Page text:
Mealy bugs are slow-moving insects which are usually covered with a mealy or waxy secretion which may extend into a series of filaments on the sides and end of the body. Mealy bugs are small insects, ranging from 1/50 to 1/3 inch.
Females lay masses of eggs or may give birth to living young. Eggs hatch in about two weeks and young females will mature in six to eight weeks. Young, immature mealy bugs are very mobile and are called crawlers. Males are short-lived and rarely seen.
Mealy bugs excrete honeydew, a sugary substance that serves a medium for sooty mold, a dark colored fungus that causes no damage to the plant, but greatly detracts from the beauty of the leaves. Feeding by mealy bugs may also cause distorted leaf growth or premature leaf drop.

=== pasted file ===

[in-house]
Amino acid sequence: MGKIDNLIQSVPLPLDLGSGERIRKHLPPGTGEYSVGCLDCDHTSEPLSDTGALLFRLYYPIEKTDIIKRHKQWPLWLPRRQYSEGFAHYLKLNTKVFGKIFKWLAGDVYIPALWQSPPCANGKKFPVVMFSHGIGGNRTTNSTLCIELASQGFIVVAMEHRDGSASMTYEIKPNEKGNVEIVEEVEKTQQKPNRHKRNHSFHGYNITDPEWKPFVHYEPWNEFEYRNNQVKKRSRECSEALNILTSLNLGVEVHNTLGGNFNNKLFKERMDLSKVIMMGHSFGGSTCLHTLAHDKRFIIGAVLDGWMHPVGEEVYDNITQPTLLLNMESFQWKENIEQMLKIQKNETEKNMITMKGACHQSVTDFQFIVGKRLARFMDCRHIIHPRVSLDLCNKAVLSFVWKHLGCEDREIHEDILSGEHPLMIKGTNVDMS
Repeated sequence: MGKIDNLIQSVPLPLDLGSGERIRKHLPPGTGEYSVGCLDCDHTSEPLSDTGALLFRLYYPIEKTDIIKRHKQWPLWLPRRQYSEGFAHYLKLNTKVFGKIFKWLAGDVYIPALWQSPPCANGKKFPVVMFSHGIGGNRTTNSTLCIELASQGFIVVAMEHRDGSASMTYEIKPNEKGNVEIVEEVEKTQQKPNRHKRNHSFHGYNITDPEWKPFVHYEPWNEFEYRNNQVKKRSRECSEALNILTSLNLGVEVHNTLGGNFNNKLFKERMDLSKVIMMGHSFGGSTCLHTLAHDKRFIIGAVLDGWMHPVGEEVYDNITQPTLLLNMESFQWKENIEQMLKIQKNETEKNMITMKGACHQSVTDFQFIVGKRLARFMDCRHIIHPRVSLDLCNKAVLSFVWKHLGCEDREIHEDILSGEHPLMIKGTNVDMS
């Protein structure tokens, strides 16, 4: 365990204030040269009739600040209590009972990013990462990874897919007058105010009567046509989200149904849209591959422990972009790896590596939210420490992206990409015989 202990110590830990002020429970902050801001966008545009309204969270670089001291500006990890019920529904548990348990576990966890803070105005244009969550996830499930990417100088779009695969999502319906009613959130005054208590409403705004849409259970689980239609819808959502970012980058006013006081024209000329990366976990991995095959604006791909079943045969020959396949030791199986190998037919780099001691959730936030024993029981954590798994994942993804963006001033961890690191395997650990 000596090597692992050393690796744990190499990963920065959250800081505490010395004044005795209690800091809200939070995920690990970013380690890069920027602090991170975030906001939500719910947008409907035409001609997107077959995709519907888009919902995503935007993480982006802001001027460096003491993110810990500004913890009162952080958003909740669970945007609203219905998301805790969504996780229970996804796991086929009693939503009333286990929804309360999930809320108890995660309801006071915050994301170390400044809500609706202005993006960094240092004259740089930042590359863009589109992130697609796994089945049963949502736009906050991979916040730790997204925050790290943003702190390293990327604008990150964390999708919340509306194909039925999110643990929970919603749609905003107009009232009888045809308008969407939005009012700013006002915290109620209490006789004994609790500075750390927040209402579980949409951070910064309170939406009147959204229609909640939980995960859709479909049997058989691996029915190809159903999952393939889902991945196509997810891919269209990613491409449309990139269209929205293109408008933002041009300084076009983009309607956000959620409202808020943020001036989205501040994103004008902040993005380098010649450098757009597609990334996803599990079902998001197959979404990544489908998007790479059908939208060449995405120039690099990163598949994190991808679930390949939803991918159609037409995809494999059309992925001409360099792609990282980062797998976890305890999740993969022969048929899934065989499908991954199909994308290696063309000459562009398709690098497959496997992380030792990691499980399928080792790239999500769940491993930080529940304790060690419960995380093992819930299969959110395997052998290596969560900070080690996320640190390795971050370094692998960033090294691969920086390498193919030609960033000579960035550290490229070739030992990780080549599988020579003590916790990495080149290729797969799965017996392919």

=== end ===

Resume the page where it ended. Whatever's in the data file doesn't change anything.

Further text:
Two species of mealy bug which attack camellias are the Citrus mealy bug, Planococcus citri, and the Long-tailed mealy bug, Pseudococcus longispinus. Both of these are common in greenhouses and out-of-doors where temperatures are quite warm.
Mealy bugs can be controlled through the use of light oil sprays or insecticidal sprays. A strong spray of water will often wash them off the plant. These are not common pests of camellia and therefore are considered relatively unimportant.